Reporters should call bill giving legal rights to fetuses “personhood,” not “fetal homicide”

(Promoted by Colorado Pols)

In response to the March 18 attack on a pregnant women in Longmont, state Senate Republicans have introduced legislation expanding the definition of “person” in specific state laws, including Colorado’s murder statute, to include an “unborn child at every stage of gestation from conception until live birth.”

If that sounds like personhood to you, giving legal rights to zygotes (fertilized eggs), that’s because it is a form of personhood. It establishes the fetus as a person, opening the door to possible bans on abortion and the arrest of pregnant women for crimes (e.g., child abuse) against their own fetus. And that’s what concerns Senate Democrats, who are opposing the legislation and saying Republicans are taking advantage of the horrific crime against Michelle Wilkins to pass personhood legislation.

“I am disappointed that the Republicans are choosing to use what happened to the Wilkins family to get ‘personhood’ into law,” said state Sen. Pat Steadman (D-Denver) in a statement after the GOP bill was introduced Tuesday afternoon.

Steadman, along with pro-choice advocates, point out that Colorado’s 2013 law, the “Crimes Against Pregnant Women” act, allows for severe penalties for crimes like the one Wilkins endured, while protecting abortion rights and preventing prosecutors from arresting pregnant women, for example, for abuse of her own fetus–which has been done even in states with laws specifically prohibiting prosecutors from doing this.

“What occurred in Longmont was horrible, and the perpetrator deserves to be prosecuted to the fullest extent of the law, which if found guilty could result in a sentence of over 100 years in prison,” said Steadman. “Using this tragedy to promote new laws that Colorado voters have soundly rejected is out of bounds.”

Reporters should be clear that the bill introduced yesterday and sponsored by state senate Bill Cadman and 14 other Republicans, is a variation of personhood legislation, even though it excludes from prosecution acts “committed by the mother of her unborn child,” “a medical procedure” performed by medical professionals or doctors, or the “administration” of legal medicine.

This vague language, like “medical procedure” puts abortion rights in jeopardy–particularly because the word “abortion” is not mentioned at all in the text of Cadman’s bill.

In contrast, similar laws, like a one in Kentucky, very explicitly exclude the performance of an “abortion” from possible persecution. Kentucky’s law states that prosecution would not be allowed for “any abortion for which the consent of the pregnant woman has been obtained or for which the consent is implied by law in a medical emergency.”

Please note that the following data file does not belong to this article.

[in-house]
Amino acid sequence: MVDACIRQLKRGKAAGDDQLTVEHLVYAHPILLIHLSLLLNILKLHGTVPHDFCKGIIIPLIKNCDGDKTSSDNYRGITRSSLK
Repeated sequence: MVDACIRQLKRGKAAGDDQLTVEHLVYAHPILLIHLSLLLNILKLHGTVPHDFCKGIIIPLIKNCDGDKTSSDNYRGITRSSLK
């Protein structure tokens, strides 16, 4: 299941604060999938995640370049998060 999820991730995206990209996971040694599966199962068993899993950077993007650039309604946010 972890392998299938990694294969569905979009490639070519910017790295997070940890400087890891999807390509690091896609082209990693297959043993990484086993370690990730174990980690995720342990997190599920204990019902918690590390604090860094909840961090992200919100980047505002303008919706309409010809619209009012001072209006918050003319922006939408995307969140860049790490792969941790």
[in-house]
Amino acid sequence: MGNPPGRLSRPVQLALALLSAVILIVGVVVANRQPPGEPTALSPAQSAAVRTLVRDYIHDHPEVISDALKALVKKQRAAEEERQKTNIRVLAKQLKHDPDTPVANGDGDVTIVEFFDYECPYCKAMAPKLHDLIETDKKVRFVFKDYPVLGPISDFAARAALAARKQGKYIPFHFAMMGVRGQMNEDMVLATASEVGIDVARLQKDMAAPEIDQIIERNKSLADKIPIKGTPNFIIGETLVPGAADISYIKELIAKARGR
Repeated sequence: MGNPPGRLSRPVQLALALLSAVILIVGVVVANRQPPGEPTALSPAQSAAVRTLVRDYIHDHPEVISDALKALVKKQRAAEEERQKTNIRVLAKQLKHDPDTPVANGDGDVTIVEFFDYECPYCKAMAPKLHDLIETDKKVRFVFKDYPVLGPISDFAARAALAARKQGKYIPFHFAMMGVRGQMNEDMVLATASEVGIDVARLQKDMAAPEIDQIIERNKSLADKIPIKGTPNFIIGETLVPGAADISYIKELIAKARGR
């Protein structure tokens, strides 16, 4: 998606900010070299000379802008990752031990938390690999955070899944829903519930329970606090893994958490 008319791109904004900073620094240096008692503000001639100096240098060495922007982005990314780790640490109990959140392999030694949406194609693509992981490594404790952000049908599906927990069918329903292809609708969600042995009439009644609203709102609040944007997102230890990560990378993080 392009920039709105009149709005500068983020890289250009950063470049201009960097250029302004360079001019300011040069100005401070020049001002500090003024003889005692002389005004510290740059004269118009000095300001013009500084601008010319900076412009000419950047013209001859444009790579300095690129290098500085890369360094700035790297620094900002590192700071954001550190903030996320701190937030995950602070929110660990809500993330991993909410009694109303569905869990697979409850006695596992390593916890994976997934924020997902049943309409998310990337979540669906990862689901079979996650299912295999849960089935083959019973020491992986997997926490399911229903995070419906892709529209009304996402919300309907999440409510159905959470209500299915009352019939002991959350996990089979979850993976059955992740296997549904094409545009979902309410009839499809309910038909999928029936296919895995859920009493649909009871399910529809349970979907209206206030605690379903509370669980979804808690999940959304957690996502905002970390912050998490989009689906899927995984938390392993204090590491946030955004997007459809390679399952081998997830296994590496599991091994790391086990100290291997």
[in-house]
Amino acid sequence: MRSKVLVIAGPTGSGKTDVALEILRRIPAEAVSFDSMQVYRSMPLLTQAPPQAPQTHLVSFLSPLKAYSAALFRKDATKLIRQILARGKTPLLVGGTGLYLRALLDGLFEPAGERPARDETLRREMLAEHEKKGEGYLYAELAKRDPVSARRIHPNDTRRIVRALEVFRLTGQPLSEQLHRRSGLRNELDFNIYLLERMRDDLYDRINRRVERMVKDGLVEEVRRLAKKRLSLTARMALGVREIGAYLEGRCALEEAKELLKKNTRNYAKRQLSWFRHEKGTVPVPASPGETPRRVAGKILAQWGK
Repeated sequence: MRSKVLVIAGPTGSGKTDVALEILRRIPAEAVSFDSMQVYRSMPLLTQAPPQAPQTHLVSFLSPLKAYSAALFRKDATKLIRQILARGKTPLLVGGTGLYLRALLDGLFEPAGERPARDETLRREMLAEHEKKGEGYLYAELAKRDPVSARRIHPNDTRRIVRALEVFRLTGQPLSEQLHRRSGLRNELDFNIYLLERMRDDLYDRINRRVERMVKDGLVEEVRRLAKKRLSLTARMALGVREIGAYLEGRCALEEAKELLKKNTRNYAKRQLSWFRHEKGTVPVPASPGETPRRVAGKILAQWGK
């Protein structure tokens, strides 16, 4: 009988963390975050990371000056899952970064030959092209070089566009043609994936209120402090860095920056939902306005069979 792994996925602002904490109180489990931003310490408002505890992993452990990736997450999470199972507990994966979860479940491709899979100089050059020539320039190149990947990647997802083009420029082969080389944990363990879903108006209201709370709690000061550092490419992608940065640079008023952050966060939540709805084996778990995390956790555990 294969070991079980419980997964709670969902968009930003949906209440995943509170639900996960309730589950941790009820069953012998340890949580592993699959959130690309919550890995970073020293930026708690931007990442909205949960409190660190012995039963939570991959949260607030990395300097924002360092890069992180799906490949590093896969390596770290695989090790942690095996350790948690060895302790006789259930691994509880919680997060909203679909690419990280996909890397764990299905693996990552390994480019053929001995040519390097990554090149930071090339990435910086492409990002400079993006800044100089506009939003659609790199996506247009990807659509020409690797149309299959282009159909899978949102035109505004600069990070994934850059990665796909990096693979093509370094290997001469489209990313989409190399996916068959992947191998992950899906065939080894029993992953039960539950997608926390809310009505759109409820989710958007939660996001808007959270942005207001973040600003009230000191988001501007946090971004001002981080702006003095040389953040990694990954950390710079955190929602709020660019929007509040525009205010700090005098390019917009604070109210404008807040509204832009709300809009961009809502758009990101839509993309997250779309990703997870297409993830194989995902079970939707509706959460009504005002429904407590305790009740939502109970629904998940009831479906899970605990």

So I don’t understand why some personhood activists say the language in Cadman’s bill affirms abortion. It’s too vague to do this.

Even when abortion is specifically excluded from these types of bills, pro-choice advocates say laws like Cadman’s, ironically, tread on the rights of pregnant women.

“Our research shows that in the current U.S. political environment, there is no way to put one of these laws in place without it becoming a tool for controlling and punishing pregnant women themselves,” said Lynn Paltrow, director of National Advocates for Pregnant Women.

2 Community Comments, Facebook Comments

  1. FrankUnderwood says:

    The Dems need to get in front of this bill. Ten years ago, the GOP thought they had the Dems in legislature over the proverbial barrel with immigration. The Dems managed to co-opt the issue with their own measures.  Not only did the Dem majorities in the legislature survive the ’06 election but with a little help from the GOP’s inept gubernatorial candidate, the Dems took the governorship, too.

    The House Dems need to come up with a bill that is not personhood but can be responsive to what happened in Longmont. Didn’t Pat Steadman sponsor something a couple of years ago dealing with this issue but which didn’t get through because the GOP tried to personhoodize (if that’s word) it?

    • saofner says:

      He did, and it passed.  The provisions of that law are being used as some of the charges against the woman who did this.  According to DA Ganett, if convicted, she will likely die in jail <http://www.denverpost.com/news/ci_27798587/da-files-8-felony-counts-in-attack-on-longmont-pregnant-woman&gt;. Here is Senator Steadman’s release on this matter:

      Colorado’s current law protects pregnant women from violence and does not punish them.  The law — referred to as “Unlawful Termination of a Pregnancy” — passed in 2013, and it protects pregnant women from prosecution while providing our justice system with proper tools to prosecute individuals that attack pregnant women.  

      “The Senate Democrats want to relay our deepest condolences to Michelle Wilkins and her family.  What occurred in Longmont was horrible, and the perpetrator deserves to be prosecuted to the fullest extent of the law, which if found guilty could result in a sentence of over 100 years in prison.  Using this tragedy to promote new laws that Colorado voters have soundly rejected is out of bounds,” added Sen. Steadman.   http://bbemaildelivery.com/bbext/?p=email&id=678e0fed-56cc-b30c-6e48-f43b51172a04

      Although it may be attractive to some, murder charges do not deter heinous acts against any man, woman or child. Why would they be more appropriate here than the current charges?  What does an addition of a murder charge do when few, if any, convicted killers are killed in Colorado or even if they were at Texas’ rate?  It does not seem to deter anything, so what more value is it?

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